Sometimes, there are contradictions and tensions in the message when talking about ‘new innovation’ and ‘heritage’ in the same sentence, unless you are a marketeer and you use heritage as ‘the hook’ for selling a new innovation. I’m using the two separately in this post, but both will be complimentary to each other. I’ve dedicated this post purely to the testing of the newly manufactured replacement, Cannondale HeadShok fork boots, so the format is simple; Context, fitting, riding performance and an overall view.


The 4th ‘Interesting Interview’ in the series was with Roc Fu from China (see link at bottom of this post), and it illustrated his desire to apply innovation of thinking to a suspension part; the rubber boot that protects that piece of suspension heritage, the Cannondale HeadShok. These new boots are designed to stretch over the fork tube for ease of fitting and are very, very difficult to puncture. I took delivery of my order recently and the first two that I fitted were to my Cannondale Raven. Roc Fu’s initiative of producing these boots in different colours was just perfect for my Raven. The red boot looks great and balances out the red parts at the front and rear of the bike, after all, fashion is important. I thought that the clear boot that he has produced would ‘probably’ fit that great Fox rear shock and protect it from everything the back wheel throws at it. I was correct as it turns out.

Exciting rubbery things finally arrive in the post


Firstly, both boots were fitted in just 40 minutes. The front boot fitted in super-quick time, had matching cable ties, including a spare, and was done without pulling apart the whole suspension insides of that HeadShok. Equally quick, the rear boot went on easily and was a perfect fit (lucky break) for the Fox shock. Testing in the workshop proved that the boots compressed perfectly and were quiet in action, and didn’t fold awkwardly when compressed. This bike is also wearing a relatively new innovation on its wheels in the form of Terra One Rider T1 tyres (or tires, depending how you spell it), which are designed to respect and fit on heritage mountain bikes.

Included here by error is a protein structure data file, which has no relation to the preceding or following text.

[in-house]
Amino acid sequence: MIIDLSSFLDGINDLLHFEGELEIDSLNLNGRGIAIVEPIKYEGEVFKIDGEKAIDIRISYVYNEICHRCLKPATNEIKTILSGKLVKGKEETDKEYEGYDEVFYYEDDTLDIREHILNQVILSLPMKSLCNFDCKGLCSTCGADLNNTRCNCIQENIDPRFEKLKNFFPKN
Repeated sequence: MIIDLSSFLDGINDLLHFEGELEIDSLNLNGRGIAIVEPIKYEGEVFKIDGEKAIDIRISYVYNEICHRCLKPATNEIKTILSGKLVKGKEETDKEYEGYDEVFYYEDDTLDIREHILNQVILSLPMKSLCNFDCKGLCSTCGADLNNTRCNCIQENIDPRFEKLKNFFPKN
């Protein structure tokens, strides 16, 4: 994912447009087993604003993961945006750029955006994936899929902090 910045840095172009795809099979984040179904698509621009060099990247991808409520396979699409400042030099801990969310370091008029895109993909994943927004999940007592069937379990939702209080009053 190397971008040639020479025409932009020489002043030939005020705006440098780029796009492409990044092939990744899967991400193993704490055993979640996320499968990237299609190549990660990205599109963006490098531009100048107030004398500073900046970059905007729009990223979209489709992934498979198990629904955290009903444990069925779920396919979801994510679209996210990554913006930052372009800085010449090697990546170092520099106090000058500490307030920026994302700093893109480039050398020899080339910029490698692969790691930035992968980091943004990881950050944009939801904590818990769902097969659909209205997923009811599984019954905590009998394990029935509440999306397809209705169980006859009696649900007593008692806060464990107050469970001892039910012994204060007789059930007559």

The black HeadShok boot I that removed to replace it with Roc Fu’s red boot was the original, and not split or damaged. What I did notice when I compared the original boot with the new one is that the new one feels more supple, and is thicker and stronger in the areas where the boot compresses. The new boot is slightly slimmer than the one that I removed, but it looks great, grips the forks and the HeadShok well, and fits into the flanges perfectly. It also didn’t distort when I pulled the cable ties tight.

Original boot on the left and you guessed it, the new replacement boot on the right?

The rear shock boot was a bit of an experiment. The Fox shocks on these bikes are great, but the slider barrel is very exposed to everything that the rear wheel can throw up at it. It needs careful cleaning and light oiling to keep it running perfectly, so I thought that a boot would be useful. Bearing in mind that this boot was designed for a HeadShok, I was amazed how well it fitted, gripped the metal barrel and body, and hasn’t needed a hole put into it to allow airflow during compression. If I wanted to have this bike just as a show bike, I wouldn’t put the boot on it. However, this bike gets ridden regularly, and in all conditions, so it makes sense to ‘protect where possible’.

Riding and Performance

The test ride was in my local Swiss, Pre-Alps region and as it is late March, there is still some snow around, muddy single tracks and some recently dried out farm tracks. I haven’t got much to say other than both boots worked perfectly, were nice and quiet in their action and didn’t twist or distort. What was great, was at post-ride bike wash time. The bike was quite muddy, so I was really pleased to hose the dirt off that rear shock boot knowing that all was well underneath it. Neither boot got stained from the dirt or the from the bike Muc-Off cleaner I use either.

There was one issue that I discovered on the ride, and it was a new creaking noise. I like silent mechanical working, so I can get paranoid about a creaking noise. Anyway, it wasn’t the bike or the new boots, it was my helmet. I did double check that it wasn’t my actual head that was creaking, which I discounted quite quickly, so now I need to fix the helmet creaking. In case you haven’t read about the Terra One tyres that I’m using, you can read about the first ride on the prototypes that I did with their designer in the link below as well. If you want to get some ‘new innovation’ tyres on your ‘heritage’ MTB and want to buy some, click on the T1 logo in the sidebar.

Overall View

If you have a Cannondale with a HeadShok, it is key to keeping it dry and well-greased, so having the availability of these new boots is really great. I know Roc Fu is working on replacement boots for the Cannondale Moto and Lefty forks as well as a fatter version of this HeadShok boot. He has an eBay shop (link below) and is also building his own eStore with some other innovations to keep the bikes in our cycling heritage on the road or trail. In the meantime, I’ll get back to trying to locate that helmet creak!     

Very creaking helmet which is driving me ?

Read the Roc Fu interview here

Roc Fu’s eBay shop

Prototype Terra One Tyre test post